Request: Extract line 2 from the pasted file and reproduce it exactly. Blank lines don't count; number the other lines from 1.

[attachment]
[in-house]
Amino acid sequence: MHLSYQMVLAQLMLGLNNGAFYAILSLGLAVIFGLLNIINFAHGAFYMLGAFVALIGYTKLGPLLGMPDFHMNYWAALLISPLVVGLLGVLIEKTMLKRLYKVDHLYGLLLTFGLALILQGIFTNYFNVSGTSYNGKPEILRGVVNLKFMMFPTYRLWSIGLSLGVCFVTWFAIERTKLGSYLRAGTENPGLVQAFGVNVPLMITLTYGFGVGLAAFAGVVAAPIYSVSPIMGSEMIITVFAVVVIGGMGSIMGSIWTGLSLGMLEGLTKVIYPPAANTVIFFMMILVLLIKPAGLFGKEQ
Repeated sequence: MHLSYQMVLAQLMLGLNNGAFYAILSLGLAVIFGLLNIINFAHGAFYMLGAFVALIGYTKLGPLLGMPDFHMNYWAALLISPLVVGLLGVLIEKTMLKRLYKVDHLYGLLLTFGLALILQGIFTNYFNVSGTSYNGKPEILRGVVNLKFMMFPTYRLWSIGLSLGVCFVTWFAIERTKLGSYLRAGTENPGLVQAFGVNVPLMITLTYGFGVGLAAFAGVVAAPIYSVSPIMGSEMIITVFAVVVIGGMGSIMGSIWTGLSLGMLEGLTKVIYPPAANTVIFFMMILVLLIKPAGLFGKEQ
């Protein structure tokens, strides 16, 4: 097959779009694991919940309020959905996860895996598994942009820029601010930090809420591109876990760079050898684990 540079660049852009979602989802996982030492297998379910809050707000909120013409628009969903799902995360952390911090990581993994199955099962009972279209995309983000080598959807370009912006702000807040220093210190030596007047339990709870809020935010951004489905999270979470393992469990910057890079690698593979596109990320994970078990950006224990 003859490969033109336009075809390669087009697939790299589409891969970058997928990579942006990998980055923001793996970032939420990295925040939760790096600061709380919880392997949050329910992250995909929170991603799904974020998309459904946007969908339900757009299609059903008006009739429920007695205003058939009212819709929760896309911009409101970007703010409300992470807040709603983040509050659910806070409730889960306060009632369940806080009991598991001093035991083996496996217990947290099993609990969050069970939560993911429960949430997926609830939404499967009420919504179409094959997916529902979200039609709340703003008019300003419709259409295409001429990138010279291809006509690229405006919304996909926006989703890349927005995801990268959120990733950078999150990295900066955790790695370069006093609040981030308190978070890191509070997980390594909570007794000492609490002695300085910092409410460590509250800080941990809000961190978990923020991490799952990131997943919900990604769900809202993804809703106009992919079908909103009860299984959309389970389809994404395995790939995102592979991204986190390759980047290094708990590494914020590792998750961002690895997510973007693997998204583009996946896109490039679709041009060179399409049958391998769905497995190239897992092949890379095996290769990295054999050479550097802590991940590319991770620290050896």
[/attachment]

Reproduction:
Amino acid sequence: MHLSYQMVLAQLMLGLNNGAFYAILSLGLAVIFGLLNIINFAHGAFYMLGAFVALIGYTKLGPLLGMPDFHMNYWAALLISPLVVGLLGVLIEKTMLKRLYKVDHLYGLLLTFGLALILQGIFTNYFNVSGTSYNGKPEILRGVVNLKFMMFPTYRLWSIGLSLGVCFVTWFAIERTKLGSYLRAGTENPGLVQAFGVNVPLMITLTYGFGVGLAAFAGVVAAPIYSVSPIMGSEMIITVFAVVVIGGMGSIMGSIWTGLSLGMLEGLTKVIYPPAANTVIFFMMILVLLIKPAGLFGKEQ